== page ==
Dressed in comfortable clothes, gloves, safety goggles and a pair of safety shoes, a woman rummages through rubbish bins lining Cape Town’s streets.
Lizl Naude, a former personal assistant and events coordinator who used to work in corporate companies, now looks for treasure in the form of discarded wood, tin cans, broken lamps, old furniture, wine corks and bottles.
With upcycling now an international trend, Naude transforms rubbish she finds into marketable furniture, clocks and lamps which she presents at tourist shops in Franschhoek, Stellenbosch and Cape Town.
For this, she scours rubbish bins, dumps and construction sites, industrial kitchens and waste management companies. The only thing she does not collect is wet rubbish and paper.
Naude is one of 29 833 people in South Africa who now earn a living in the country’s waste economy, according to the Waste Economy 2017 Market Intelligence Report released by GreenCape last year. The country’s waste economy is estimated to be worth R15 billion in revenue.
Instead of becoming one of the country’s 5.88 million unemployed individuals, Naude, who is originally from Paarl in the Western Cape, chose to turn her adversity into creativity.
In 2004, she started her company called Lilly Loompa and since then has run different businesses under that label, including jewellery-making and interior decorating. In 2016, Lilly Loompa Eco Products was formally launched with an online auction under the slogan “Waste. Reimagined.”
“I am always on the lookout for materials. I cannot pinpoint a specific day that I started rummaging through other people’s discarded junk. It was an organic process that happened over time,” she says.
“I can recall a few weird looks by passers-by as I lurked in dumpsters to find my treasures. I’m sure they wondered what a well-dressed woman was doing there, but I couldn’t ignore the wonderful, useable items that begged to be found.
“There were times when unpleasant smells and textures would put me off, but my curiosity got the better of me and I continued.”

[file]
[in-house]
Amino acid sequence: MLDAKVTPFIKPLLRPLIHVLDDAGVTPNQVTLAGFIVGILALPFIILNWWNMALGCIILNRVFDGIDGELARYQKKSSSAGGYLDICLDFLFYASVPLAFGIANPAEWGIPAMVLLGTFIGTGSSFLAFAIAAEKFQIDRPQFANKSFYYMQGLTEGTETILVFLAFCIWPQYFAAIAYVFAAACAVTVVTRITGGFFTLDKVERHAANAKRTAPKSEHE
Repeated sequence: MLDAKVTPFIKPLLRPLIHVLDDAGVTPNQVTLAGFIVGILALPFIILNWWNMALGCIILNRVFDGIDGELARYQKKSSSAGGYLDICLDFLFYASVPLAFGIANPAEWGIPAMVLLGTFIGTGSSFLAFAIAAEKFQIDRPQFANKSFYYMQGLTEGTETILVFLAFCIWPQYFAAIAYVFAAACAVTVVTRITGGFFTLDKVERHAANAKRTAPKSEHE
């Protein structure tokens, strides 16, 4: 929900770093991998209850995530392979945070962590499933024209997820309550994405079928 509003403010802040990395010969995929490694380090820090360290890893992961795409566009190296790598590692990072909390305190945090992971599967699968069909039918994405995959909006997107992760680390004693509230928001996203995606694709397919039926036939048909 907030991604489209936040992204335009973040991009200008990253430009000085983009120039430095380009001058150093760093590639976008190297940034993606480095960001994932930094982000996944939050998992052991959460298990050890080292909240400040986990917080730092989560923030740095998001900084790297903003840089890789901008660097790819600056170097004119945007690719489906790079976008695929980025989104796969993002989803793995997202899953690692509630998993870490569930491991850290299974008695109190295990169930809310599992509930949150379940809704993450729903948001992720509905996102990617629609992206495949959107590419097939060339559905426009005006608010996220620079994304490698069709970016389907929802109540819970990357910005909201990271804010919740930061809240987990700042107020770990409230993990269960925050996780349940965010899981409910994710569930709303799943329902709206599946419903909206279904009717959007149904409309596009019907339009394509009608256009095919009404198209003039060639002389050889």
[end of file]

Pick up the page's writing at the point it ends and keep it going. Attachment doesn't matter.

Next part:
The wife and mother of two daughters ventured into the recycling business a few years ago when her household suffered a number of financial setbacks.
“In fact, over the past 10 years, we have lost everything four times. Which meant we had to start over four times,” she said.
“The first setback was when we made an unwise financial investment. We were about 28 years old. At 29, all our properties and cars were repossessed, and we lost our construction business.
“After that, a series of events happened that meant years of hustling and trying to make ends meet. Time after time our faith was tested. We had to learn how to live with minimum resources. In fact, we did not have a stable income for more than 12 years.”
Naude says she and her husband were blacklisted and struggled to find permanent jobs and her business was “born out of lack and desperation”.
She had no money in her bank account at the time.
“As if that was not enough, our house was burgled several times and we were left with an empty shell. I needed to build furniture on a budget and I started looking at my surroundings for solutions.
“I quickly discovered that many people discard usable materials, so I used that to build my first few pieces,” she recalls.
But she found opportunity in her circumstances.
“Thinking back, these experiences, as painful as they were, trained me to think in a certain way. They ingrained in me one of my life values, which is use what you have.
“Through all of this, we finally realised that our life’s purpose is about restoration. My business speaks of that as I take waste and restore it into new, usable products.